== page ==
Confidence Is as Confidence Does

"Pearl Harbor, Hawaii (Sept. 6, 2006) - Chinese Sailors man the rails aboard the destroyer Qingdao (DDG 113) as they arrive in Pearl Harbor. Two ships representing China's Navy, the destroyer Qingdao and the oiler Hongzehu (AOR 881) arrived in Pearl Harbor for a routine port visit. U.S. Navy photo by Mass Communication Specialist Joe Kane (RELEASED)" -Wikipedia
Much of America’s standoff with the Soviet Union was intensified by a paranoid lack of confidence in the American model. America is experiencing another crisis of confidence that could be even more damaging.
In 1947, George Kennan, an American diplomat in the USSR, sent his “Long Telegram.” It warned that the USSR saw no possibility for peaceful coexistence with the capitalist world. The US and its allies would therefore need to counter and contain it. The US might have chosen a narrow policy of containing the Soviet Union, but its policy instead became one of countering communism and left-wing movements in general, no matter how tenuous the link to the Soviet Union. This was based on the misguided belief that a country becoming communist or too left-wing would automatically become a Soviet proxy. The US's hostile response often helped make that belief true by driving left-wing governments into the arms of the Soviet Union. The US cannot afford to make the same mistake with China.
China does not seek to spread an ideology throughout the world and remake governments in its own image (unlike the US and USSR), so the confrontation with China is less ideological and less of an all-or-nothing struggle between two diametrically opposed models. This should make it easier to avoid the mistake of trying to contain an ideology or worldview rather than a state’s influence. There is plenty of room for paranoid overreactions, however. Such overreactions would risk alienating potential allies, leading to the very expanded Chinese influence the US fears.
Some expansion in China’s influence is essentially unavoidable as its economic, military, and diplomatic heft increases and it is almost certain that the US cannot continue to project as much power and influence in the Asia-Pacific indefinitely. Geography, proximity, and size matter. China is going to want more influence in the region and the US cannot stop its rise. With the right policies, however, it may be able to avoid violence and instability in the region. China's rise does not mean a total loss of US influence. China’s neighbors are wary of its power. They will continue to wish for the US to act as a hedge against overmighty Chinese influence. The US will be capable of fulfilling that role because it will remain an economic and military superpower for the foreseeable future.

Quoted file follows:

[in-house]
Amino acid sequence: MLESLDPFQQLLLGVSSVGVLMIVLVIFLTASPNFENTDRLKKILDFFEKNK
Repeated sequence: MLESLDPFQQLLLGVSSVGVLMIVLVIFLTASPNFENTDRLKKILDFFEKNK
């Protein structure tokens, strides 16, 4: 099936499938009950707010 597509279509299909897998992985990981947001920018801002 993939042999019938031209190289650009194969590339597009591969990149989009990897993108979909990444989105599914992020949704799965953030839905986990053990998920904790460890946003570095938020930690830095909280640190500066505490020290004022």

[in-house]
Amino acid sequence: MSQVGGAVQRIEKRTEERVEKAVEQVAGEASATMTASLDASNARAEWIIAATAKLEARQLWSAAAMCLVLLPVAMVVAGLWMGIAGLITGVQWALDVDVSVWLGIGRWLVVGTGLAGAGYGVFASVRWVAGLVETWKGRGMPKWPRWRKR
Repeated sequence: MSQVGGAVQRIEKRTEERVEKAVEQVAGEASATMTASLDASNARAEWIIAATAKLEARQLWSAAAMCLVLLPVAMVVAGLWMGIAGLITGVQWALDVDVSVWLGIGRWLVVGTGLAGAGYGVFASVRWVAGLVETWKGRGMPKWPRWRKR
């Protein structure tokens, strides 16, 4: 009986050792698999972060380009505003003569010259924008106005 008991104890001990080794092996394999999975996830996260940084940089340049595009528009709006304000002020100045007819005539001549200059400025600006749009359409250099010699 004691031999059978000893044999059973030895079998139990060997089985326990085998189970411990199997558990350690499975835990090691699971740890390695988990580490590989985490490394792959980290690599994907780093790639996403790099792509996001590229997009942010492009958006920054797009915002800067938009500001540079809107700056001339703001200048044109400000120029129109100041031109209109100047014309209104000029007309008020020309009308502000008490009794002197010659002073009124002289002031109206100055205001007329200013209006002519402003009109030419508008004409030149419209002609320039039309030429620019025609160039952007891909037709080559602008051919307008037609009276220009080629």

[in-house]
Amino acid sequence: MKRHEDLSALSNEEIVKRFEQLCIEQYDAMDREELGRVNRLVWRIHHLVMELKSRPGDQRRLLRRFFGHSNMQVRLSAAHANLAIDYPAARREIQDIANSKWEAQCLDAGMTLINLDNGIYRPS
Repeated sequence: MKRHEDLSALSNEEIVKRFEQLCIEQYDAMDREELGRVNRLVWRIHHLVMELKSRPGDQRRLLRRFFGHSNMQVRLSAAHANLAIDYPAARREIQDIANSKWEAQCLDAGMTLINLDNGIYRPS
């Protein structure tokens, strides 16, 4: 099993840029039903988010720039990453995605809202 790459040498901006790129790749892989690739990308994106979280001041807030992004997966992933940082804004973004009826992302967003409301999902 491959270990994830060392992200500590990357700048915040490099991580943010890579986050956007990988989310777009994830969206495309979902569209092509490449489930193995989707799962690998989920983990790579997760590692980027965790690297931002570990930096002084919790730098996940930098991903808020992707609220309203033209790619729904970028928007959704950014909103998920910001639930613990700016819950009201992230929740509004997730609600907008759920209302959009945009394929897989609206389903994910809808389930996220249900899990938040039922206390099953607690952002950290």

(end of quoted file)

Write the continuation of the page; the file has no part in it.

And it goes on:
It's not just about hard power, however: The US’s traditional support for the rule of law and fair conduct also has appeal. This also shows where the danger lies: If it lashes out, raises the drawbridge, and/or collapses into infighting, its political and economic models will lose their attractiveness. One of the best ways to retain US influence, then, is to focus on its true strengths: openness, democracy, and respect for the rule of law and a rules-based international system.
Weaker states want others to play by rules that promise equality between states. Powerful states are often tempted to ignore such rules because they can fend for themselves and the rules constrain them. Despite its strength, the US has long championed a rules-based order because it recognized that binding itself within those rules reduced the need to use force, eased trade, and brought worldwide benefits—not least to the leader of that system: the US itself. Other countries wish for the rules-based system that has protected their peace and prosperity to continue and for the US to continue to champion it. The US can retain its influence and promote a peacefully rising China by continuing to lead the rules-based system and to play by the rules itself. An open system based on laws and rules remains just as preferable to "closed" alternatives today as it was in the Soviet era. The US would do well to remember its own lessons.


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